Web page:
SALTBURN Star Barry Keoghan Covers ESQUIRE’s October-November 90th Anniversary Issue

Posted on October 05, 2023


BARRY KEOGHAN, the third of three 90th anniversary cover stars along with POST MALONE and YUSEF SALAAM, is already considered one of the best actors of his generation for his roles in The Banshees of Inisherin (Oscar nomination) and The Killing of a Sacred Deer. Directors, actors, audiences, and awards voters love Barry Keoghan. He is the current Joker in the Batman movie franchise and a member of the Marvel universe. He’s in a new World War II miniseries produced by Spielberg and Hanks. And in Saltburn, the new film from writer-director Emerald Fennell (Promising Young Woman), the Dublin-born actor appears in every frame. Growing up, Barry and Eric, his brother, spent seven years in the foster-care system. When Barry was twelve, their mother died of a drug overdose after a long battle with addiction, and the boys went to live with their grandmother.




On being an actor, even as a child: “I always had a little bit of it in me. I used to dance for my mother, to Elvis. ‘A Little Less Conversation.’ Yeah, man, she loved that. It was her favorite song… it was when she was in hospital. And it could come on and me and my brother used to dance to it. We’d be by her bedside. She was always chirpy and always making sure we were good. Always a smile on her face. Ahh, brilliant.”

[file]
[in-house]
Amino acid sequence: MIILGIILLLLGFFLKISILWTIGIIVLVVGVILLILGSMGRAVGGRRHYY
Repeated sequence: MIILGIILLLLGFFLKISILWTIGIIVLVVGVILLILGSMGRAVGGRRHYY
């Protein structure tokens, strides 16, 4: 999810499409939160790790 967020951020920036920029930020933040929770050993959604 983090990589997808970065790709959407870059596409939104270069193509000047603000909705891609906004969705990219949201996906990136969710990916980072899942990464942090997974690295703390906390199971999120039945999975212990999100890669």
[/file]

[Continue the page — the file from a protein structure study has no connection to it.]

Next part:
On the best part of acting: “I realized this is a job that allows me to express some sort of form that wasn’t me, do you get what I’m saying? It’s like subconscious therapy. Those fifty seconds or whatever, between ‘action’ and ‘cut,’ there’s some sort of fecking euphoric disconnection to who you are. You’re in a limbo, if that’s the word, between both you and this other person. And you don’t get it every time. I’d be lying if I said you did. But that’s what I chase, that thing of not being me for those fifty seconds.”

On his ADHD diagnosis: “It’s something that should be recognized and talked about in adults. And the medication: The difference is day and night. My mind used to be like a traffic jam, crazy, and then with the medication it’s like: One car goes, then another car goes.”

On becoming a father: “I can base my being a father on my granny. She raised ten. She had a great, what do you call it, attitude about everything. Man or woman, that’s what I base it on. She was my father and mother in one.”

On feeling abandoned as a child: “Abandonment is embedded in me so deeply, and I’ve got to work through it, because I’ve got other responsibilities now. It’s just something that I’ve got to put a lot of time and effort into. But I’m loving it. I’m loving discovering about myself, my strengths. And that that happened, and it was nobody’s fault. Not my parents’. It just happened. I understand that now as an adult and as a father, that these things happen. I hold no resentment. I’m not bitter. My parents were young, and it was what it was. It gave me all the tools and challenges to define myself. And still, I ain’t where I wanna be. I don’t ever wanna be in a place where I feel I’ve conquered it.”


[Photo Credit: Norman Jean Roy for Esquire Magazine]

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